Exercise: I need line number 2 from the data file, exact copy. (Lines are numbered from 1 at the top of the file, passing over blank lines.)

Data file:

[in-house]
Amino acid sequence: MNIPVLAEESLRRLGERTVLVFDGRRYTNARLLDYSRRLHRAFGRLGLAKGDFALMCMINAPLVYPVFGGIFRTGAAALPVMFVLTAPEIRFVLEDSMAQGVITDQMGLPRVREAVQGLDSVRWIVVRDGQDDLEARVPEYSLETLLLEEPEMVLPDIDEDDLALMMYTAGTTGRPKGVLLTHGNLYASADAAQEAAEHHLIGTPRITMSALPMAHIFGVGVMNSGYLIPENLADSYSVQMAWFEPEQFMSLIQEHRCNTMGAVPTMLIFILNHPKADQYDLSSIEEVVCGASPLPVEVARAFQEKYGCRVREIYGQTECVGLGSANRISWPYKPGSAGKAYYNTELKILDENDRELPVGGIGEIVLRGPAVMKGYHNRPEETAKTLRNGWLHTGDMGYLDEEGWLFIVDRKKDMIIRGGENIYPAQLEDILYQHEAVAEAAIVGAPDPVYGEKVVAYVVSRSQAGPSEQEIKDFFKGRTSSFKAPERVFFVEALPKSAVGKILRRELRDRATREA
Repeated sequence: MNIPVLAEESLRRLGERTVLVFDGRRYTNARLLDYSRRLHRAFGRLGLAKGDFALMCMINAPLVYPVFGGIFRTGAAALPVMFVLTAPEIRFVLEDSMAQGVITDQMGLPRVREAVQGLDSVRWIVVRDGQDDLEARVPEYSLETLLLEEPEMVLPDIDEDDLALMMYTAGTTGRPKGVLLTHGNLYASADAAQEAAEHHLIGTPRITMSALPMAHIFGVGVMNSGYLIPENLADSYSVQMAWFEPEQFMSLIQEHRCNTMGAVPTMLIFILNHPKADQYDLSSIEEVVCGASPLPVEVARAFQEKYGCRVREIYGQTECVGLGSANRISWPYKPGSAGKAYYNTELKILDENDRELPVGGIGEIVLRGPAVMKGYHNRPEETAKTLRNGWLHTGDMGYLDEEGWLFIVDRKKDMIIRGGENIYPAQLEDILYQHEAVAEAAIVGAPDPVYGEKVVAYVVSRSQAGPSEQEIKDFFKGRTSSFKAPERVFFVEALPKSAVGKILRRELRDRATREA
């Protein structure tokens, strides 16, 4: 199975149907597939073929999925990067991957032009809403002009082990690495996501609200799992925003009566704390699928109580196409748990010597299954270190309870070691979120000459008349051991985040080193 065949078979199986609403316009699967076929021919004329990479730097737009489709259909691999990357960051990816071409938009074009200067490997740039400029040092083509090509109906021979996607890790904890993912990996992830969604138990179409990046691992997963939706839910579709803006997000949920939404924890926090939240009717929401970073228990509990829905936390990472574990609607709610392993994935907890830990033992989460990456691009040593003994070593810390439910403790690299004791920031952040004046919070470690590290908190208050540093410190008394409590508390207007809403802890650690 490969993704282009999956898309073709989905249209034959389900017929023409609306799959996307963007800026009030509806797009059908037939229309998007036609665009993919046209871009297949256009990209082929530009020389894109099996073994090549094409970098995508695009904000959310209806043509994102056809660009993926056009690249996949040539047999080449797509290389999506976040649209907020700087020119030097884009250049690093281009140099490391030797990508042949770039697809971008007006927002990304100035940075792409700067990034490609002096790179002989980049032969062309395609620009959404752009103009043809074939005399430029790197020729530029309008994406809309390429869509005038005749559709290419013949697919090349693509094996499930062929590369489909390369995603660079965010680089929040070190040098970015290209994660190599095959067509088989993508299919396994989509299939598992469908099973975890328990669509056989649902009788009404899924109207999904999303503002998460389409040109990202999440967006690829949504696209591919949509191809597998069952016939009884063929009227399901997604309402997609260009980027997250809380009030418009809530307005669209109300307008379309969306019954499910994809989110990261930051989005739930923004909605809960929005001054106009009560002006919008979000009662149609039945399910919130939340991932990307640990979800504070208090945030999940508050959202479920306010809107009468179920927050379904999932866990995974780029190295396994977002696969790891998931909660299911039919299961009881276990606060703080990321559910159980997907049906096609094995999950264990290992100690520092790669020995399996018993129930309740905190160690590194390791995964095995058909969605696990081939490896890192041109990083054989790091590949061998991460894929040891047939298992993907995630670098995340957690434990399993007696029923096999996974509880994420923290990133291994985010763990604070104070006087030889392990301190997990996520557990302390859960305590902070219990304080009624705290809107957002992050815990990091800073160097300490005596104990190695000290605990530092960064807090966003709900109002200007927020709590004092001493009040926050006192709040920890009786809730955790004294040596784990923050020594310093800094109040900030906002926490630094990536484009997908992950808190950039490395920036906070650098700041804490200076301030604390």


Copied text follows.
Amino acid sequence: MNIPVLAEESLRRLGERTVLVFDGRRYTNARLLDYSRRLHRAFGRLGLAKGDFALMCMINAPLVYPVFGGIFRTGAAALPVMFVLTAPEIRFVLEDSMAQGVITDQMGLPRVREAVQGLDSVRWIVVRDGQDDLEARVPEYSLETLLLEEPEMVLPDIDEDDLALMMYTAGTTGRPKGVLLTHGNLYASADAAQEAAEHHLIGTPRITMSALPMAHIFGVGVMNSGYLIPENLADSYSVQMAWFEPEQFMSLIQEHRCNTMGAVPTMLIFILNHPKADQYDLSSIEEVVCGASPLPVEVARAFQEKYGCRVREIYGQTECVGLGSANRISWPYKPGSAGKAYYNTELKILDENDRELPVGGIGEIVLRGPAVMKGYHNRPEETAKTLRNGWLHTGDMGYLDEEGWLFIVDRKKDMIIRGGENIYPAQLEDILYQHEAVAEAAIVGAPDPVYGEKVVAYVVSRSQAGPSEQEIKDFFKGRTSSFKAPERVFFVEALPKSAVGKILRRELRDRATREA